My point is, if you can get harassed for showing an interest in a demonstration from a distance then we have reached a very sorry state of affairs. As I have said before, the more a state tries to control it's people, the more it will radicalise and aggrevate those who disagree. This can only lead to an escalation of confrontation on all sides. These days, it is clear which side of the fence the Police place reporters, and that will not endear the Police to the press.

Today I was looking at a video on the guardian website which showed Police surveillance footage of people and press entering a protest site known as the Climate Camp in the UK. This is an event that takes place at various locations throughout the year. The video shows how the Police pay attention to members of the press and the comments made show a particular disdain; one officer says of the press "I trust them less than the protesters".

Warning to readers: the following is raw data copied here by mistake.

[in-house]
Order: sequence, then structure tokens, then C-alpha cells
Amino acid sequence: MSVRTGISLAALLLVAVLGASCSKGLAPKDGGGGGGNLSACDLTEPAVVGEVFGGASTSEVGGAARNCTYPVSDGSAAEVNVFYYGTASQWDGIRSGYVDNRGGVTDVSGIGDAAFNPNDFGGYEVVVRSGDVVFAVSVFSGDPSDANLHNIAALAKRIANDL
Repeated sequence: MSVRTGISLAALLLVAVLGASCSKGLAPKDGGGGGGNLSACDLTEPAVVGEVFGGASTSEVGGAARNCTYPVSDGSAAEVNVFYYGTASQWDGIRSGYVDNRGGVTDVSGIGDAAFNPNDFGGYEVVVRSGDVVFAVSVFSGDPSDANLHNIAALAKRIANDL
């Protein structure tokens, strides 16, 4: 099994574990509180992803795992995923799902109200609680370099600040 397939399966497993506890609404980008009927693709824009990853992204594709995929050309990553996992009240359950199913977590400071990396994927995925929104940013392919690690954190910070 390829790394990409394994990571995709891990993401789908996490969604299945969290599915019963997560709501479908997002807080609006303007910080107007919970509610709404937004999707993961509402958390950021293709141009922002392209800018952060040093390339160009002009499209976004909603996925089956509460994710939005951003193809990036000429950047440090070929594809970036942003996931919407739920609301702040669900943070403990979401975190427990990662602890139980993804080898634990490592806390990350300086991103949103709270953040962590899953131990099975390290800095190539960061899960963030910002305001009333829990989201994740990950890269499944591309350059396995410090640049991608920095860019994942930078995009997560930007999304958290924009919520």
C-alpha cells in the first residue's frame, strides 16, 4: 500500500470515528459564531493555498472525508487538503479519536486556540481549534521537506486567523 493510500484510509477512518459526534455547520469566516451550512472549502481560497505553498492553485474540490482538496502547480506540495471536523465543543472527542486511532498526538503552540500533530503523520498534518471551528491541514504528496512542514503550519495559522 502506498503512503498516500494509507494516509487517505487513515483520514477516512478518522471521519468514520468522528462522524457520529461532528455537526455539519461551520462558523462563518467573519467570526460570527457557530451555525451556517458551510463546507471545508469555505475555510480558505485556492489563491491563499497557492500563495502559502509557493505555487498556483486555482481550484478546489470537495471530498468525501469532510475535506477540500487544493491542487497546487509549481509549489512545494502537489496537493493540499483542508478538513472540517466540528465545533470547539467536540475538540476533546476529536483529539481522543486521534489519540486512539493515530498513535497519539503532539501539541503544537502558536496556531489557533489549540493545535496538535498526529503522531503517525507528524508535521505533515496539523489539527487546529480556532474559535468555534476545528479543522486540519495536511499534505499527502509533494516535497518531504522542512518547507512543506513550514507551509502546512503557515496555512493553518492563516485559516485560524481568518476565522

Featured in this video is freelance video journalist Jason N. Parkinson, whose work I have been following for some while. A particularly good example is the footage from the protests for and against the Israeli attacks on Gaza which occurred at the start of this year.

Check out part one here.

Check out part two here.

What you will see in these videos is much more revealing and a lot more involved than most of what you will see on the nightly news. I believe they call it 'reporting from the front line'.

New York Photo Awards

The New York Photo Festival 2009 is now accepting submissions for the New York Photo Awards. This is to be the festival's second year and being the closest festival to my New Jersey home I'll most likely be heading down there and checking it out. To read some of my thoughts on last years offerings click here and here.

For submission information go to the Festival website. I might even submit something myself this year...

Art Fair at Michael Mazzeo

A while ago I got an email from photographer Sebastian Lemm, introducing himself and his work - some of which I really liked, especially from his series 'strata' and 'traveler II'.

Sebastian Lemm - traveler II # 6